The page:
Fyodor Mikailovich Dostoevsky's life was as dark and dramatic as the great novels he wrote. He was born in Moscow in 1821. A short first novel, Poor Folk (1846) brought him instant success, but his writing career was cut short by his arrest for alleged subversion against Tsar Nicholas I in 1849. In prison he was given the "silent treatment" for eight months (guards even wore velvet soled boots) before he was led in front a firing squad. Dressed in a death shroud, he faced an open grave and awaited execution, when suddenly, an order arrived commuting his sentence. He then spent four years at hard labor in a Siberian prison, where he began to suffer from epilepsy, and he returned to St. Petersburg only a full ten years after he had left in chains. His prison experiences coupled with his conversion to a profoundly religious philosophy formed the basis for his great novels. But it was his fortuitous marriage to Anna Snitkina, following a period of utter destitution brought about by his compulsive gambling, that gave Dostoevsky the emotional stability to complete Crime and Punishment (1866), The Idiot (1868-69), The Possessed (1871-72), and The Brothers Karamazov (1879-80). When Dostoevsky died in 1881, he left a legacy of masterworks that influenced the great thinkers and writers of the Western world and immortalized him as a giant among writers of world literature. Richard Pevear has published translations of Alain, Yves Bonnefoy, Alberto Savinio, Pavel Florensky, and Henri Volohonsky, as well as two books of poetry. He has received fellowships or grants for translation from the National Endowment for the Arts, the Ingram Merrill Foundation, the Guggenheim Foundation, the National Endowment for the Humanities, and the French Ministry of Culture. Larissa Volokhonsky was born in Leningrad. She has translated works by the prominent Orthodox theologians Alexander Schmemann and John Meyendorff into Russian. Together, Pevear and Volokhonsky have translated Dead Souls and The Collected Tales by Nikolai Gogol, The Complete Short Novels of Anton Chekhov, and The Brothers Karamazov, Crime and Punishment, Notes from Underground, Demons, The Idiot, and The Adolescent by Fyodor Dostoevsky. They were awarded the PEN Book-of-the-Month Club Translation Prize for their version of The Brothers Karamazov, and more recently Demons was one of three nominees for the same prize. They are married and live in France.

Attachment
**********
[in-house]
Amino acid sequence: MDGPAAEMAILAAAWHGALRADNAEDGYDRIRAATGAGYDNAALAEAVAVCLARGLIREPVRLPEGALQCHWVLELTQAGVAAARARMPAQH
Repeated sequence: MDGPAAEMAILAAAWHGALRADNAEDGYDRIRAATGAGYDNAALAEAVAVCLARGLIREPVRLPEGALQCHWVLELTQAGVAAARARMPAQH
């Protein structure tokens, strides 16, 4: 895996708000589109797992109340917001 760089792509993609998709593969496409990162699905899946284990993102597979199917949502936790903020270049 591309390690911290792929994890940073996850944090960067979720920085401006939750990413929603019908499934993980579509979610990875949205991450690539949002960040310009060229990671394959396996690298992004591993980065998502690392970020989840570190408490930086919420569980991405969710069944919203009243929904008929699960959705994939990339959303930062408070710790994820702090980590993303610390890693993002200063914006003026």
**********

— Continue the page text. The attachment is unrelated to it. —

"In the variety of its happenings, the assortment of its characters, the intensity of its passions, and the effect of its conflicts, The Adolescent is the most captivating of all Dostoevsky's novels." -Konstantin Mochulsky, author of Dostoevsky: His Life and Work Praise for previous translations by Richard Pevear and Larissa Volokhonsky, winners of the PEN/Book-of-the-Month Club Prize: The Brothers Karamazov "One finally gets the musical whole of Dostoevsky's original." -New York Times Book Review Crime and Punishment "The best [translation] currently available...An especially faithful re-creation...with a coiled-spring kinetic energy... Don't miss it." -Washington Post Book World "The original's force and frightening immediacy is captured...The Pevear and Volokhonsky translation will become the standard version." -Chicago Tribune Demons "The merit in this edition of Demons resides in the technical virtuosity of the translators...They capture the feverishly intense, personal explosions of activity and emotion that manifest themselves in Russian life." -New York Times Book Review With an Introduction by Richard Pevear